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Inborn errors of carbohydrate metabolism

Last updated: March 8, 2021

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All classic disorders of carbohydrate metabolism result from a specific enzyme defect. Almost all of these enzyme defects are inherited in an autosomal recessive fashion. These metabolic diseases may be classified into three main groups, affecting the metabolism of glycogen, galactose, and fructose. Clinical manifestations are variable and range from occasional innocuous hypoglycemia to severe cognitive impairment and death within a few weeks of birth. Newborn screening enables the early detection of metabolic diseases and early initiation of appropriate dietary restrictions helps prevent disease manifestations.

Overview

Epidemiology

Pathophysiology

Types of GSD

Overview of types of GSD [2][3][4]
Relative frequency Gene defect and deficient enzyme Role of the enzyme Characteristic features
Type I (von Gierke disease) Type 1a
  • ∼ 25%
Type 1b
Type II (Pompe disease)
  • ∼ 15%
Type III (Cori disease)
  • ∼ 25%
Type IV (Andersen disease)
  • ∼ 3%
Type V (McArdle disease)
  • ∼ 2%
  • Generalized muscle weakness, exercise intolerance (with a second wind phenomenon): Symptoms of muscle fatigue disappear after a period of activity because of increased muscular blood flow.
  • Demanding physical exercise may cause rhabdomyolysis and myoglobinuria.
  • Electrolyte imbalances can trigger cardiac arrhythmias.
  • Normal serum glucose levels
  • Flat venous lactate curve with exaggerated elevations in blood ammonia during exercise
  • Glycogen accumulates in muscles, but can not be metabolized due to enzyme deficiency
Type VI (Hers disease)
  • ∼ 30%

The first six glycogen storage diseases can be remembered with the mnemonic “a Very Presumptuous Corgi Ambles in the Middle of the Highway.”

McArdle affects the Muscles.

Clinical features

Glycogen storage disorders can be classified as muscle and/or liver GSD according to the presenting symptoms.

Additional clinical manifestations

Pompe punishes pump, liver, and muscle.”

Diagnostics [6]

Therapy [6]

  • General
    • Most forms of GSD can be managed effectively with dietary therapy (e.g., uncooked corn starch, glucose preparations) with the aim of preventing hypoglycemia and/or muscle symptoms
    • Foods rich in fructose and galactose should be avoided in patients with GSD type I
  • Definitive therapy

Galactosemia refers to hereditary defects in enzymes that are responsible for the metabolism of galactose (galactose is a component of the disaccharide lactose, which is present in breast milk).

Overview of types of galactosemia [10]
Galactokinase deficiency Classic galactosemia Uridine diphosphate galactose-4-epimerase deficiency
Epidemiology
Mode of inheritance
Enzyme
  • Galactokinase
  • Galactose-1-phosphate uridyltransferase
Relative frequency
  • Rare
  • Rare
Role of enzyme
  • Converts galactose to galactose-1-phosphate
  • Converts galactose-1-phosphate to UDP-galactose
Disease severity
  • Mild
  • Severe
Effect of enzyme deficiency
  • Accumulation of galactitol in tissues
  • Galactose is present in blood and urine
  • Accumulation of toxic substances in tissues (e.g., galactitol in the lens)
Clinical features
Diagnostics
Treatment
  • Complete cessation of lactose-containing feeds and lifelong adherence to a galactose-free and lactose-free diet


Fruits from the Galapagos are kind” (galactokinase and fructokinase deficiencies present with mild symptoms).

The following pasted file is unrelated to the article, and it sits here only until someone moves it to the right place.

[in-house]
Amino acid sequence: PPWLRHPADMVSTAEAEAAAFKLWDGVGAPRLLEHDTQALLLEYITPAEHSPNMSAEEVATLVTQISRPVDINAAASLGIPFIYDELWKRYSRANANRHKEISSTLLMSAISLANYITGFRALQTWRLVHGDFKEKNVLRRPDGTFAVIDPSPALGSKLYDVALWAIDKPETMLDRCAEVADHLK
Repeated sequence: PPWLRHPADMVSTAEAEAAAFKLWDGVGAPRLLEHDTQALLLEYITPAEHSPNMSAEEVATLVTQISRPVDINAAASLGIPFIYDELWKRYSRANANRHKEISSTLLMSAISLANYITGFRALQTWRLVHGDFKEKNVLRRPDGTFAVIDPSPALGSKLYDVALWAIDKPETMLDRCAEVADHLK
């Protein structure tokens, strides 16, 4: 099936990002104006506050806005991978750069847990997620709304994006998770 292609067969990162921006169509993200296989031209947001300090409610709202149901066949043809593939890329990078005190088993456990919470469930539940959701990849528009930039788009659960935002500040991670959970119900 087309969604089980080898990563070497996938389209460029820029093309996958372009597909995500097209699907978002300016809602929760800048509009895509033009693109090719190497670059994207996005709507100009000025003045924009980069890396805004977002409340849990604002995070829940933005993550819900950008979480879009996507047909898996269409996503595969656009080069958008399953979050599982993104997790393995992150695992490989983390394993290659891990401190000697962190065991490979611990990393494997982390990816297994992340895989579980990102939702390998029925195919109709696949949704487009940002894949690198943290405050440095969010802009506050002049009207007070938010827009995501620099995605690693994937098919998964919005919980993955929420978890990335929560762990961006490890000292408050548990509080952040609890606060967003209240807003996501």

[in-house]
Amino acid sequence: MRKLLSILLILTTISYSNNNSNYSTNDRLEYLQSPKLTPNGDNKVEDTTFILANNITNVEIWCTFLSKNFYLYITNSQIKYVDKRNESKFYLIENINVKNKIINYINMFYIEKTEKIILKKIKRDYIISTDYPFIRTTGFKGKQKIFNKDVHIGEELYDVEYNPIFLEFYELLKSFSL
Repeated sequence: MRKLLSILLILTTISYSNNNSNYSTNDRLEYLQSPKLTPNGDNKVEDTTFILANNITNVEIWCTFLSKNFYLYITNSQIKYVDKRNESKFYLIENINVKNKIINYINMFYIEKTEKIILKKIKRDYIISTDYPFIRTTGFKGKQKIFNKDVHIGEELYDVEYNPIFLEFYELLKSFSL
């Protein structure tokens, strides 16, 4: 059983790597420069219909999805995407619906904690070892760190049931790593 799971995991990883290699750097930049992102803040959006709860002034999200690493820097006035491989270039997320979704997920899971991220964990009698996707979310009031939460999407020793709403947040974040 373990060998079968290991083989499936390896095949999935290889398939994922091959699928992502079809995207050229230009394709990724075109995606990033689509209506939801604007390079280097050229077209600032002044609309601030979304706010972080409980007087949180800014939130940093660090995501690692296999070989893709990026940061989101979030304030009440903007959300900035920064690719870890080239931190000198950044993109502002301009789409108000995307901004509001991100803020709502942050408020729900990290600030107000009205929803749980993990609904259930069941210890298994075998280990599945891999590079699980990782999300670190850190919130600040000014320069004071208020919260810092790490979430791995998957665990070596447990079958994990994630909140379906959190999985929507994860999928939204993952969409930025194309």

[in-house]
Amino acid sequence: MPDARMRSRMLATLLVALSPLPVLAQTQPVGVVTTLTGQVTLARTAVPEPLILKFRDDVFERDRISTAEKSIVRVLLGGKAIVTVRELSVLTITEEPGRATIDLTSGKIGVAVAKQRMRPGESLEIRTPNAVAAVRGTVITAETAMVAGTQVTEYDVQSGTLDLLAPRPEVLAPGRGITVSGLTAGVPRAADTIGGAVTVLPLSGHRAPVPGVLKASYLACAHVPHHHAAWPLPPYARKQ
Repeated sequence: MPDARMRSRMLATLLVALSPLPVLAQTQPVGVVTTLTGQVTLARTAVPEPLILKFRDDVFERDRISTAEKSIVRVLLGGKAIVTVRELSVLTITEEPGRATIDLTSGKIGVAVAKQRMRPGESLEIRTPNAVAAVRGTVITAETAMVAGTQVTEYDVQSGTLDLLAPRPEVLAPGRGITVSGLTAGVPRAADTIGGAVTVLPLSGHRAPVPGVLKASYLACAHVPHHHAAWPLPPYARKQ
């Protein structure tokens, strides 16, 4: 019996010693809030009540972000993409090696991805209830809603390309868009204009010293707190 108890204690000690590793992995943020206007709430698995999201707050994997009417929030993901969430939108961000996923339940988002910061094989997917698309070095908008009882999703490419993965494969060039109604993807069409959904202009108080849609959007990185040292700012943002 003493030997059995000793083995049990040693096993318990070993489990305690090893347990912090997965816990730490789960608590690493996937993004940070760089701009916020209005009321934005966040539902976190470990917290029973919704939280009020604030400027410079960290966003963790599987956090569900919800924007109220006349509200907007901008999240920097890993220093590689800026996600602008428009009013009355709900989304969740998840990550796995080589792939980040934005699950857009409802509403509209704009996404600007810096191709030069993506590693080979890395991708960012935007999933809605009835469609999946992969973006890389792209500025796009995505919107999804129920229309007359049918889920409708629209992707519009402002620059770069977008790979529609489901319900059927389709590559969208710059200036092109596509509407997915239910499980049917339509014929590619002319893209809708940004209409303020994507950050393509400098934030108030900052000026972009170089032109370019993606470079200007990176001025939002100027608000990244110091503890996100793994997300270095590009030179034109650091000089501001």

Overview of disorders of fructose metabolism [6][12]
Hereditary fructose intolerance Essential fructosuria
Incidence
Gene defect
Mode of inheritance
Deficient enzyme
Role of enzyme
Effect of enzyme deficiency
Age of onset
  • Within the first months of life [15]
  • Symptoms begin when the child is weaned off breast milk and starts consuming food that contains sucrose (e.g., fruit, juice)
  • Asymptomatic
Clinical features
Diagnostics
Treatment
  • Lifelong adherence to a fructose-free, sorbitol-free, and sucrose-free diet
  • No treatment is required

  1. Ozen H. Glycogen storage diseases: new perspectives.. World journal of gastroenterology. 2007; 13 (18): p.2541-53. doi: 10.3748/wjg.v13.i18.2541 . | Open in Read by QxMD
  2. Glycogen Storage Diseases (GSD) in Children. http://www.chp.edu/our-services/transplant/liver/education/liver-disease-states/glycogen-storage-diseases. . Accessed: May 12, 2017.
  3. GYS1 Gene: Glycogen Synthase 1. https://ghr.nlm.nih.gov/gene/GYS1#location. Updated: May 9, 2017. Accessed: May 12, 2017.
  4. Glycogen Storage Disease Type 0. https://ghr.nlm.nih.gov/condition/glycogen-storage-disease-type-0. Updated: May 9, 2017. Accessed: May 12, 2017.
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  10. Kliegman R, Stanton B, St. Geme J, Schor N. Nelson Textbook of Pediatrics. Elsevier ; 2015
  11. Lebigot E, Brassier A, Zater M et al. . Fructose 1,6-bisphosphatase deficiency: clinical, biochemical and genetic features in French patients. Journal of Inherited Metabolic Disease. 2015; 38 (5): p.881-887. doi: 10.1007/s10545-014-9804-6 . | Open in Read by QxMD
  12. Baker P II, Ayres L, Gaughan S, et al. Hereditary Fructose Intolerance. GeneReviews. 1993 .
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  14. Hegde VS, Sharman T. Hereditary Fructose Intolerance. StatPearls. 2020 .
  15. Galactosemia. http://www.orpha.net/consor/cgi-bin/OC_Exp.php?Expert=352. Updated: December 1, 2011. Accessed: January 29, 2018.
  16. Coelho AI, Rubio-Gozalbo ME, Vicente JB, Rivera I. Sweet and sour: an update on classic galactosemia.. J Inherit Metab Dis. 2017; 40 (3): p.325-342. doi: 10.1007/s10545-017-0029-3 . | Open in Read by QxMD
  17. Kasper DL, Fauci AS, Hauser S, Longo D, Jameson LJ, Loscalzo J . Harrisons Principles of Internal Medicine . McGraw-Hill Medical Publishing Division ; 2016